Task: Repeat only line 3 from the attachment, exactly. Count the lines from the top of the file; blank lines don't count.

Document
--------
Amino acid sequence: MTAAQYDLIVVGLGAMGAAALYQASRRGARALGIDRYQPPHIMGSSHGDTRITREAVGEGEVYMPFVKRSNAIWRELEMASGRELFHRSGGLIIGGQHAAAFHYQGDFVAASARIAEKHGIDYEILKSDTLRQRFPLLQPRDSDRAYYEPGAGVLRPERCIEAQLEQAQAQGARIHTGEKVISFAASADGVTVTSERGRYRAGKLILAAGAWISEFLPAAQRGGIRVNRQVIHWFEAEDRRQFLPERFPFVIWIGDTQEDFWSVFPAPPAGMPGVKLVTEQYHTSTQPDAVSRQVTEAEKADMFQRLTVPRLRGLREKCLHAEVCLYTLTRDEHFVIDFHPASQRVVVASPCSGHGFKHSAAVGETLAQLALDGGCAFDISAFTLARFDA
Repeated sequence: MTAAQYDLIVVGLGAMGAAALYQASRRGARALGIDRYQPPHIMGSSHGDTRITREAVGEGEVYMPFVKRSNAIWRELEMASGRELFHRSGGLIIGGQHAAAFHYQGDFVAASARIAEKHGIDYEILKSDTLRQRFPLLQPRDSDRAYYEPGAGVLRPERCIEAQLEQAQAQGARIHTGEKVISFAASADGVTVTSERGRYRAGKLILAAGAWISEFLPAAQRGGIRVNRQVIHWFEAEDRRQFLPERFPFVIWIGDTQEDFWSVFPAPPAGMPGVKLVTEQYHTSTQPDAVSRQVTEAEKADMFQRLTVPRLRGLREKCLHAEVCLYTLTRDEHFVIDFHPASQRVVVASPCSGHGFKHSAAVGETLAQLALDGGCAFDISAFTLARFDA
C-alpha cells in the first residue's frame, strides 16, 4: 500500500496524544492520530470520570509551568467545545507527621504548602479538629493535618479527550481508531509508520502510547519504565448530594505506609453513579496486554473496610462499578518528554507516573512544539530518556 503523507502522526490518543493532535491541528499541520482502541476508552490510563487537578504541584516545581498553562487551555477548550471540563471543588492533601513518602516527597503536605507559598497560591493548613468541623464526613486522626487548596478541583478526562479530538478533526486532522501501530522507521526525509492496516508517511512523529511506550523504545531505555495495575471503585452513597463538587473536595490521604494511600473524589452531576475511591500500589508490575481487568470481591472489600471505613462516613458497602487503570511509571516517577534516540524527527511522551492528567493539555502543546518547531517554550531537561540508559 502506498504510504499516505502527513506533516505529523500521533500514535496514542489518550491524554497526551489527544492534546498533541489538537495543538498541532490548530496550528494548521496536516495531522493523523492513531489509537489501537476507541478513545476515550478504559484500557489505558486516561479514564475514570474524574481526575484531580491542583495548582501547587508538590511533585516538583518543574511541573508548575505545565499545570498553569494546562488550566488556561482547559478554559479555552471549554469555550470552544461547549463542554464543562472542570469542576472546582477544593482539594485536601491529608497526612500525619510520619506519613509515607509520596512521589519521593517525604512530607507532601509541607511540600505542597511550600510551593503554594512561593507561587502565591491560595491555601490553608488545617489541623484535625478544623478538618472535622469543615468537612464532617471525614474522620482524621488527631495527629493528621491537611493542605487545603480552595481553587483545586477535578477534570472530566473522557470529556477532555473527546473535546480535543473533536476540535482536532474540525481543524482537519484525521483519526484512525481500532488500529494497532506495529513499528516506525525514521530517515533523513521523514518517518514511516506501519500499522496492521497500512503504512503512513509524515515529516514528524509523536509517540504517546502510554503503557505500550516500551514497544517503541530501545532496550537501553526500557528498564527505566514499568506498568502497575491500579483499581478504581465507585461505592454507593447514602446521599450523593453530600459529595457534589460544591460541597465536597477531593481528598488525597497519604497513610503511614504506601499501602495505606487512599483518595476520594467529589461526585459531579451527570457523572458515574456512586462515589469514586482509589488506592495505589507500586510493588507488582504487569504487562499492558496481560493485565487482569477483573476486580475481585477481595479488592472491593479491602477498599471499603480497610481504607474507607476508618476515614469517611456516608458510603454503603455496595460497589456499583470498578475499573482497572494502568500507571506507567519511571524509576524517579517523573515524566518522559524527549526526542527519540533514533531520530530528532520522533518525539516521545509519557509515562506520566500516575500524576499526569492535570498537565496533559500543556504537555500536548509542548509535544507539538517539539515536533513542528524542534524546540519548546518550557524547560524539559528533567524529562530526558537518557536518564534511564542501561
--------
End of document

C-alpha cells in the first residue's frame, strides 16, 4: 500500500496524544492520530470520570509551568467545545507527621504548602479538629493535618479527550481508531509508520502510547519504565448530594505506609453513579496486554473496610462499578518528554507516573512544539530518556 503523507502522526490518543493532535491541528499541520482502541476508552490510563487537578504541584516545581498553562487551555477548550471540563471543588492533601513518602516527597503536605507559598497560591493548613468541623464526613486522626487548596478541583478526562479530538478533526486532522501501530522507521526525509492496516508517511512523529511506550523504545531505555495495575471503585452513597463538587473536595490521604494511600473524589452531576475511591500500589508490575481487568470481591472489600471505613462516613458497602487503570511509571516517577534516540524527527511522551492528567493539555502543546518547531517554550531537561540508559 502506498504510504499516505502527513506533516505529523500521533500514535496514542489518550491524554497526551489527544492534546498533541489538537495543538498541532490548530496550528494548521496536516495531522493523523492513531489509537489501537476507541478513545476515550478504559484500557489505558486516561479514564475514570474524574481526575484531580491542583495548582501547587508538590511533585516538583518543574511541573508548575505545565499545570498553569494546562488550566488556561482547559478554559479555552471549554469555550470552544461547549463542554464543562472542570469542576472546582477544593482539594485536601491529608497526612500525619510520619506519613509515607509520596512521589519521593517525604512530607507532601509541607511540600505542597511550600510551593503554594512561593507561587502565591491560595491555601490553608488545617489541623484535625478544623478538618472535622469543615468537612464532617471525614474522620482524621488527631495527629493528621491537611493542605487545603480552595481553587483545586477535578477534570472530566473522557470529556477532555473527546473535546480535543473533536476540535482536532474540525481543524482537519484525521483519526484512525481500532488500529494497532506495529513499528516506525525514521530517515533523513521523514518517518514511516506501519500499522496492521497500512503504512503512513509524515515529516514528524509523536509517540504517546502510554503503557505500550516500551514497544517503541530501545532496550537501553526500557528498564527505566514499568506498568502497575491500579483499581478504581465507585461505592454507593447514602446521599450523593453530600459529595457534589460544591460541597465536597477531593481528598488525597497519604497513610503511614504506601499501602495505606487512599483518595476520594467529589461526585459531579451527570457523572458515574456512586462515589469514586482509589488506592495505589507500586510493588507488582504487569504487562499492558496481560493485565487482569477483573476486580475481585477481595479488592472491593479491602477498599471499603480497610481504607474507607476508618476515614469517611456516608458510603454503603455496595460497589456499583470498578475499573482497572494502568500507571506507567519511571524509576524517579517523573515524566518522559524527549526526542527519540533514533531520530530528532520522533518525539516521545509519557509515562506520566500516575500524576499526569492535570498537565496533559500543556504537555500536548509542548509535544507539538517539539515536533513542528524542534524546540519548546518550557524547560524539559528533567524529562530526558537518557536518564534511564542501561